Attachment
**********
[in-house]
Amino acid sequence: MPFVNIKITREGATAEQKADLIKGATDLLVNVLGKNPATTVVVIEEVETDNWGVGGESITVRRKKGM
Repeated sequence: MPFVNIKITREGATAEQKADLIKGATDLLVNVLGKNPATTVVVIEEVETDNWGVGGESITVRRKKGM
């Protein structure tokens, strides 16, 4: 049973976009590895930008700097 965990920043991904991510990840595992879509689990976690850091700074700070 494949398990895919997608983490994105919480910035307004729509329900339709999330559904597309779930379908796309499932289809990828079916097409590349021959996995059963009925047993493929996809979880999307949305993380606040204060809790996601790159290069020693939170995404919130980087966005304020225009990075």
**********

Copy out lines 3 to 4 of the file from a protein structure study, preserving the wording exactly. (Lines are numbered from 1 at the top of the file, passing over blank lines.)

Repeated sequence: MPFVNIKITREGATAEQKADLIKGATDLLVNVLGKNPATTVVVIEEVETDNWGVGGESITVRRKKGM
């Protein structure tokens, strides 16, 4: 049973976009590895930008700097 965990920043991904991510990840595992879509689990976690850091700074700070 494949398990895919997608983490994105919480910035307004729509329900339709999330559904597309779930379908796309499932289809990828079916097409590349021959996995059963009925047993493929996809979880999307949305993380606040204060809790996601790159290069020693939170995404919130980087966005304020225009990075």